After the early withdrawal of Travers the election became a keenly fought contest between Robinson and Monro, based on clear-cut class issues. Robinson's campaign emphasised the interests of 'the man of small means'. He advocated low land prices, was opposed to plural voting, and supported a property tax. He stood on his record as a supporter of Nelson's Education Act 1856, which established education for all, and was opposed to immigration schemes which threatened to lower wages by bringing in surplus labour. Monro, disingenuously, deprecated the introduction of class or party rhetoric to the campaign. Robinson had, he said, 'as much right to call me a Tory and an oligarch as I have to call him a bloody-minded Red Republican'.

Despite the support of the only local newspaper, the Nelson Examiner, Monro was defeated by a narrow margin of 16 votes. The result was totally unexpected. There had been a low turnout of Monro's supporters, who had never imagined that Robinson could win. Alfred Saunders, one of Robinson's closest supporters, reported that 'the runholders and land speculators of Nelson, the J.P.s and special jurymen never quite forgave him for his interference with their monopoly of power and privilege'.

Robinson was greatly hindered in his new office by the sustained opposition of the provincial council, which remained under the control of the 'Supper Party'. Owing to their multiplicity of landholdings, many of Nelson's wealthier voters had been able to cast plural votes for councillors. This plurality did not apply to the election of the superintendent. Robinson and his executive officers administered the affairs of the province as best they could, despite the hostility of the council, and the disapprobation of almost every person of wealth and influence in the province. This determined opposition neutralised much of Robinson's attempted reform. His endeavour to overhaul the administration of the province's land and to allow sale on deferred payment to small farmers was thwarted.

At the next provincial elections, in October 1857, Robinson was assisted by the appearance of a new newspaper, the Colonist, which unashamedly supported him. When the votes were counted Robinson was declared the winner over his 'Supper Party' opponent, J. W. Saxton, by a majority of 230, the largest yet seen in any contest for the Nelson superintendency. Unfortunately the bickering and party spirit which had hindered Robinson's previous administration were once again evident. The establishment of Marlborough as a separate province in 1857 placed the large runs of the Wairau outside Robinson's jurisdiction. The landowners who had supported the separation nevertheless criticised Robinson for the loss of Nelson's prestige. Robinson continued to make efforts to compensate New Zealand Company labourers, but in 1859 a bill to award them land grants was disallowed by the general government.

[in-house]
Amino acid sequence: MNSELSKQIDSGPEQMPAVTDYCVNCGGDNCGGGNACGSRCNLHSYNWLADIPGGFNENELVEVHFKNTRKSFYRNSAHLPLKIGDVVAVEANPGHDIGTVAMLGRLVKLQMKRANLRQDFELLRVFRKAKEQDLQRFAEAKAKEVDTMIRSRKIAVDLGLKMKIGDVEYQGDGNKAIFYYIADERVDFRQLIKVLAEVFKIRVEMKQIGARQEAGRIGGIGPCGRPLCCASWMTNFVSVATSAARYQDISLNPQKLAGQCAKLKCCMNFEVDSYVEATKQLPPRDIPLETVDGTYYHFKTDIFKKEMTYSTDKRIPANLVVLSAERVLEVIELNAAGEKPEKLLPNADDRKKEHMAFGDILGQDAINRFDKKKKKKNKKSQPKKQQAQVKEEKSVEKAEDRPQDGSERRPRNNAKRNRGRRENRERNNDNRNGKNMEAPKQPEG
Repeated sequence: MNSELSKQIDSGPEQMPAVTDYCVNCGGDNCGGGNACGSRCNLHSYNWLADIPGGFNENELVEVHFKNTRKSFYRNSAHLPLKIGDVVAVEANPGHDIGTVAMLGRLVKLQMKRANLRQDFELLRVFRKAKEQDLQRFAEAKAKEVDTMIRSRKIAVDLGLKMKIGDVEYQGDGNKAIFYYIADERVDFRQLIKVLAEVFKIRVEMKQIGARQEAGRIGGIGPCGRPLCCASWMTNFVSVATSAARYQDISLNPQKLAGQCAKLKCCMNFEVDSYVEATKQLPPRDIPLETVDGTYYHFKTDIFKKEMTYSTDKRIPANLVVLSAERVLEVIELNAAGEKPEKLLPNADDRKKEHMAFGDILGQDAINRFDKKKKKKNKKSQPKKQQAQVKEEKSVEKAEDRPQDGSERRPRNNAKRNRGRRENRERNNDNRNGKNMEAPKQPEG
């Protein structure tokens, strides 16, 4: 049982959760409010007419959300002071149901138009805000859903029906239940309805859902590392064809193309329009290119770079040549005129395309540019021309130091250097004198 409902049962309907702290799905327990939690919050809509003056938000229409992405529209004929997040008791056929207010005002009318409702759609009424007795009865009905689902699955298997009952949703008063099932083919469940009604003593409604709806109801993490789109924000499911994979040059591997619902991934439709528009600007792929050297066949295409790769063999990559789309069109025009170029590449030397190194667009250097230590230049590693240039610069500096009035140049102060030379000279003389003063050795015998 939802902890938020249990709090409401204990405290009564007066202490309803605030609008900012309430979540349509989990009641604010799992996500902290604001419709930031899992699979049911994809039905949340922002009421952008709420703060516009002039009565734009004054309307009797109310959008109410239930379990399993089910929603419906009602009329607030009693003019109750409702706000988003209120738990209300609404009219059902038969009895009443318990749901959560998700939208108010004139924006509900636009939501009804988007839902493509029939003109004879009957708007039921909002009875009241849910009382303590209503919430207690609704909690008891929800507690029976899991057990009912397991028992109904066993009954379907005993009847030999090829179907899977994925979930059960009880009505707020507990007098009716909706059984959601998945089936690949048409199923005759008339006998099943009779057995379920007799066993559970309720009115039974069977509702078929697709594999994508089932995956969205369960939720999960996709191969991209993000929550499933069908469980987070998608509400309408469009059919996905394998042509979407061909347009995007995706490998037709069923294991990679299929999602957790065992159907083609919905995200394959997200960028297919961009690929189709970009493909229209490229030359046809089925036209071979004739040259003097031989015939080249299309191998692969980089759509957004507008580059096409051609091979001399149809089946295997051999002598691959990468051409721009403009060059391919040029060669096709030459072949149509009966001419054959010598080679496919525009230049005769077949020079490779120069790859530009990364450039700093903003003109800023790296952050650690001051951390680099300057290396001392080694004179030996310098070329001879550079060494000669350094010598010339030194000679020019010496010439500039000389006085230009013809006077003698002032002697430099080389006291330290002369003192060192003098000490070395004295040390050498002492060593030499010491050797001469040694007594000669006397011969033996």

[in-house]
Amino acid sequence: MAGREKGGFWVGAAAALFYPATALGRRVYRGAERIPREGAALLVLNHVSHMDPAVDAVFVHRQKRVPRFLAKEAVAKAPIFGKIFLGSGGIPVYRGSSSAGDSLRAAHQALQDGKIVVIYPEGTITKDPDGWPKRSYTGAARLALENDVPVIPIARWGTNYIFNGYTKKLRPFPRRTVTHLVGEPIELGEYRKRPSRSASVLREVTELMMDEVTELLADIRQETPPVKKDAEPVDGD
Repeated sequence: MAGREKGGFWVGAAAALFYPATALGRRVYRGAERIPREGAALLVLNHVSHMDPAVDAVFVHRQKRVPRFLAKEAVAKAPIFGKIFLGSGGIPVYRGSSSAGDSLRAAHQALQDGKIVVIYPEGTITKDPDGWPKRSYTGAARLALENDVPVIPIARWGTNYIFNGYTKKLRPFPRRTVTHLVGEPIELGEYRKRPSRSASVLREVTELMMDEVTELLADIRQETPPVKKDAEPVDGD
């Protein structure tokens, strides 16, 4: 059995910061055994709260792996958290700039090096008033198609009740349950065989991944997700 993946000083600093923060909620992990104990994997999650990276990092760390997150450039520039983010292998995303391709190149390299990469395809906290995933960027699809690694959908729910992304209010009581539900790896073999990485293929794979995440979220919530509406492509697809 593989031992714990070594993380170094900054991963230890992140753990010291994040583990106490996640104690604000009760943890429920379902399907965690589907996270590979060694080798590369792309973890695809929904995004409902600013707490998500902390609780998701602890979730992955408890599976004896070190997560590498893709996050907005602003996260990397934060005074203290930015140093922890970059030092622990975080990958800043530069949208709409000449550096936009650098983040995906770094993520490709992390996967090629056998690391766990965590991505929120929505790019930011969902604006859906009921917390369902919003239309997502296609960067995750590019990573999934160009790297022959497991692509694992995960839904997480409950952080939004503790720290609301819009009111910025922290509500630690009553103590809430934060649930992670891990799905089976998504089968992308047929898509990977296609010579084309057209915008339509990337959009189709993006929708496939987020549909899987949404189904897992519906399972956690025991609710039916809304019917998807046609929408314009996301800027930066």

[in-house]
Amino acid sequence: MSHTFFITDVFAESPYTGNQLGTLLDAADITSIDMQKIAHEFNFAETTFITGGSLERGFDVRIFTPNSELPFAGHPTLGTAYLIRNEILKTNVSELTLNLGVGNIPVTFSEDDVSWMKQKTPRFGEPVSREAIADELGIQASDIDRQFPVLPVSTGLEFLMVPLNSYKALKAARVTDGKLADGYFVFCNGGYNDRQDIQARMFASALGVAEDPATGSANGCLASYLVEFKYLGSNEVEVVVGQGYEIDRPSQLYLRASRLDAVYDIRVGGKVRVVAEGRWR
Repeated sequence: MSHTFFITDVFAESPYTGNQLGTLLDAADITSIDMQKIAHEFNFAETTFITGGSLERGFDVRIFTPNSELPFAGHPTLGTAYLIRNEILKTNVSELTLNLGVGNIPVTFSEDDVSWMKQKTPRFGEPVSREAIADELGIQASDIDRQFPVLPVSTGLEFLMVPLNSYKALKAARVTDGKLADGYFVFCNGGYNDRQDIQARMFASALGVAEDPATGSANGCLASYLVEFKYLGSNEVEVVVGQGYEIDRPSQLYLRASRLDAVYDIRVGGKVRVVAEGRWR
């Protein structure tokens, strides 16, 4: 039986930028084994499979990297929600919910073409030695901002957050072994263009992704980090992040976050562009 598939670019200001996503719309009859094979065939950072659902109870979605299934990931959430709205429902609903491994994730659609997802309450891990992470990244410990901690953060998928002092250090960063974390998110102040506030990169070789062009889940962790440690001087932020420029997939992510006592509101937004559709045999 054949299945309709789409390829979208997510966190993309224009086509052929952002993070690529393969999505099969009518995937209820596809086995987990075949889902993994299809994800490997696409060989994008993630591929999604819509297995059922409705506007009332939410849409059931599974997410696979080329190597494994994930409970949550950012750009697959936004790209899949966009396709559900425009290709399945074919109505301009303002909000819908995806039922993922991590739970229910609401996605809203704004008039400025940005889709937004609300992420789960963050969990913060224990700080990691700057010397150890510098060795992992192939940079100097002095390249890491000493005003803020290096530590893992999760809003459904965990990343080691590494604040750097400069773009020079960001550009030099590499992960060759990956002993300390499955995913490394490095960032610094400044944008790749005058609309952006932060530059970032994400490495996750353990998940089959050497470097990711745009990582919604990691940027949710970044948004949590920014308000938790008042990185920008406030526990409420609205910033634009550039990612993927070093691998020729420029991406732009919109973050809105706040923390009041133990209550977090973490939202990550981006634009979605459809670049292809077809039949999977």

In 1861 Robinson was again comfortably re-elected. In 1860 he had attempted to enter national politics as a representative for Nelson, but was defeated by the sitting members, Alfred Domett and Edward Stafford. Stafford's majority, however, was only 36 votes.

In January 1865 Robinson visited the West Coast to examine the coalmining potential of the region. The steamer Wallaby, on which he was travelling, arrived off the bar of the Buller River on 28 January. A lifeboat was lowered to carry a party ashore, including Robinson and his son, Edward. Crossing the bar in a sudden swell, the boat was swamped and capsized. By the time a second boat reached it, Robinson and three others were missing. His body was never recovered.

Nelson was devastated by the news. Political hatchets were buried as the province paid its respects. The newspaper of Robinson's opponents, the Examiner, conceded his 'honest and upright intentions, and a sincere desire to benefit the province.' Robinson was survived by his wife and 10 children.